Dear America: Can We PLEASE Stop Coddling Corruption?

I will never forget that feeling of dread that kicked in the instant that Donald Trump was declared the winner of election 2016. It wasn’t just losing an election. This felt different from just losing an election. It felt different, in fact, from Antonin Scalia stepping outside all precedent to MAKE George W. Bush president. That, if we’re honest with ourselves, was incredibly corrupt. Scalia inserted himself between We The People and our choice — the majority’s choice — in order to send America in the direction HE wanted us to go instead of the one WE wanted to go in. That is the essence of corruption. Corruption authored “Bush v Gore”. We paid the price. We’re still paying it and will continue to pay it into the future because that’s what happens when corruption “wins”. But, the fact is,, corruption doesn’t have to win. At any and every point along corruption’s route, we can stop it.

In a sense, America opened shop already corrupt. Well, the white, Christian men who founded America aspired to a great idea that “All men are created equal” but could not overcome their own misguided, misinformed tribal prejudices. They corrupted this grand idea by making it exclusive. By “All men”, they meant them. Just them. And yet — at the same time, John Adams, Benjamin Franklin and Thomas Jefferson (the slave-owning outlier here) were insisting that “E Pluribus Unum” become our national motto. Out of many, one.

The “many” are hard to corrupt. The “one”, on the other hand…

All corruption begins with the getting of money. Modern humans lived for two hundred thousand years as hunter-gatherers, accumulating nothing. There wasn’t much to be greedy over. The agricultural revolution bound us to the land. Its output had value both to the community and the individual growing what the community needed. Supply and demand were invented. The natural hierarchies that evolved over the course of our hunter-gatherer years became monetized — literally. Work evolved from being a strictly communal enterprise (hunting, gathering, child-rearing) into being “an enterprise”. Who “owned” the land that was being farmed? Who “owned” that farmed output? After a while, bartering couldn’t keep up — especially as the scale increased. As cities grew (grew more populated), so too did the need for another form of equity that people could trade in place of straight good-for-goods swaps. Enter money.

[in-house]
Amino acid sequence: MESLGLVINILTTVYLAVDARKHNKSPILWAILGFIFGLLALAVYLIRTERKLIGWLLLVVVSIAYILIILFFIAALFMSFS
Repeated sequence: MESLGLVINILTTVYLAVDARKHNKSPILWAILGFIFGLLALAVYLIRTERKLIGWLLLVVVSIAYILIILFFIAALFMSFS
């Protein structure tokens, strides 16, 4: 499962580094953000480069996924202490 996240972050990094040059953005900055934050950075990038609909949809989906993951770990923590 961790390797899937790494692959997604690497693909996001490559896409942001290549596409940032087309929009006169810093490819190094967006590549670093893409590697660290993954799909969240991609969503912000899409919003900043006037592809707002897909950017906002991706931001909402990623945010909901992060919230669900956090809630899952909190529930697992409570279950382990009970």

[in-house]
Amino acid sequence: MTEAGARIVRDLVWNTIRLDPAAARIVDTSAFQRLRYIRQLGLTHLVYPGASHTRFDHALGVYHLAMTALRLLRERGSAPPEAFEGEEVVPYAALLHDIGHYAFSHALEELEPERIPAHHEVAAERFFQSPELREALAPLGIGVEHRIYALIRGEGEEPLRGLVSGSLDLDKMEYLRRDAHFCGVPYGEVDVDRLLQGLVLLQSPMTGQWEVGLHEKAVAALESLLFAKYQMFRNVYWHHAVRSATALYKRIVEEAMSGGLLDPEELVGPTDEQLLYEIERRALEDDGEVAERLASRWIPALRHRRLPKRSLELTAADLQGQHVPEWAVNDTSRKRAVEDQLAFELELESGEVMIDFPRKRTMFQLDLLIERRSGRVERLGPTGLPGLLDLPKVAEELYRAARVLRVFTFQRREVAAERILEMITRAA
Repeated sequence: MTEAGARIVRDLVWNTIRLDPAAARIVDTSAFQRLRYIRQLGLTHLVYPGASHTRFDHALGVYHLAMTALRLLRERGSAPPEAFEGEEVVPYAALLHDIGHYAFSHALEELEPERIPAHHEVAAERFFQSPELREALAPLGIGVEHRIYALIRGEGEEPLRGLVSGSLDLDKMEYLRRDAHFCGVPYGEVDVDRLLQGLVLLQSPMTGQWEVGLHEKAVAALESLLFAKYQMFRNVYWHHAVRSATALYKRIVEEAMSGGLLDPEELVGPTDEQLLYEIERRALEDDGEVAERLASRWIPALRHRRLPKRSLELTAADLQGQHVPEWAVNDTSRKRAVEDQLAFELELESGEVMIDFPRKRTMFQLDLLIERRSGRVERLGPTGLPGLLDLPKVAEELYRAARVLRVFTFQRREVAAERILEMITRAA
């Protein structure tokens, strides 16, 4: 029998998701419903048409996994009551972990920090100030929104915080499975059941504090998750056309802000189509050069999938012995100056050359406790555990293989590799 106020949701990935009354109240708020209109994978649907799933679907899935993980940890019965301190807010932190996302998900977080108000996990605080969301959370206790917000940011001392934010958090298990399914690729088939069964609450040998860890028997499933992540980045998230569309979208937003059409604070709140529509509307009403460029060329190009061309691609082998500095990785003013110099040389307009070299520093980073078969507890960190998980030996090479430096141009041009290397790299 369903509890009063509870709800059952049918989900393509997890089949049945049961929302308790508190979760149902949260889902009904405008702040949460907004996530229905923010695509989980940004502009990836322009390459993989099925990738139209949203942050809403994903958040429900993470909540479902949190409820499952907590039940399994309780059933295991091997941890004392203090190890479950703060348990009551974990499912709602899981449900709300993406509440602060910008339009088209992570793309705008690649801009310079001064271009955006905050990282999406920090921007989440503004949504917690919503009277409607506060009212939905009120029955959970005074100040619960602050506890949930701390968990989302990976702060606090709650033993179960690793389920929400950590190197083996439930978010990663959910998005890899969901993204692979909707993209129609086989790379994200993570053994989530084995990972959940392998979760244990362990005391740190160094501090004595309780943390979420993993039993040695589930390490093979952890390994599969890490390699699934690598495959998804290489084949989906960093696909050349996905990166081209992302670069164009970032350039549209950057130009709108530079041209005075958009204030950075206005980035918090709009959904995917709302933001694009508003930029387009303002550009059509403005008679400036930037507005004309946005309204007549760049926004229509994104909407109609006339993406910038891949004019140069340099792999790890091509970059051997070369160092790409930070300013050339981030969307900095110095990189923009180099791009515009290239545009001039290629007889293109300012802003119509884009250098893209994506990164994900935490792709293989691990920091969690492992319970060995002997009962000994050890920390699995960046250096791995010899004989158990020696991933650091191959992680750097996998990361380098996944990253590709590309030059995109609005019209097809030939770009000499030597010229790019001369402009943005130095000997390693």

Money itself has never been “the root of all evil”. It’s THE WORSHIP of money. The compulsion to acquire wealth beyond all real need. Greed is a mania. The greedy become convinced that money will protect them from all of Life’s hardships and challenges. To a degree, the greedy are right. Having money gives one options that NOT having money doesn’t. I say this from experience, having been both comfortable and bankrupt.

My family probably wouldn’t have gone through a bankruptcy following the 2008 financial meltdown if we’d been forced to sell our house instead refinancing it to the point where keeping it was beyond our reach. Each of those refi’s was based on a lie — that we could afford to pay the escalating mortgage. But, corruption starts with a lie. Our financial system was lying (because it was corrupt) and rather than look at my situation honestly (which is what I should have done), I bought into the “hope” that “somehow”, I would turn my situation around and make everything whole. I wasn’t being greedy so much as being stupid. I knew damned well I was lying on those forms. I was going along with the corruption because (I thought — wrongly) that it was benefiting me. In the end, it did not. My participation in this corruption did far more long term harm to me personally (and to my family) than any sort of short term good.

But, that’s if I’m being honest with myself.

The first step toward releasing corruption’s hold on us collectively is to acknowledge its hold on us personally. No one has to run to the FBI to confess anything. We just have to be honest with ourselves.

Once we grant that corruption has touched us personally, it gets easier to see it touching other people — and how those other people either are being victimized by corruption or are becoming victimizers. The eaters versus the eaten. Some people take to corruption naturally like ducks to water or Republicans to bullshit. At corruptions heart is the rubbish notion that any person gets rich because of something they alone have done. The same idea wants us to believe that some families have magical, “royal” blood that makes them and their spawn better. They even get it into their heads that money and power flows to them from the divine.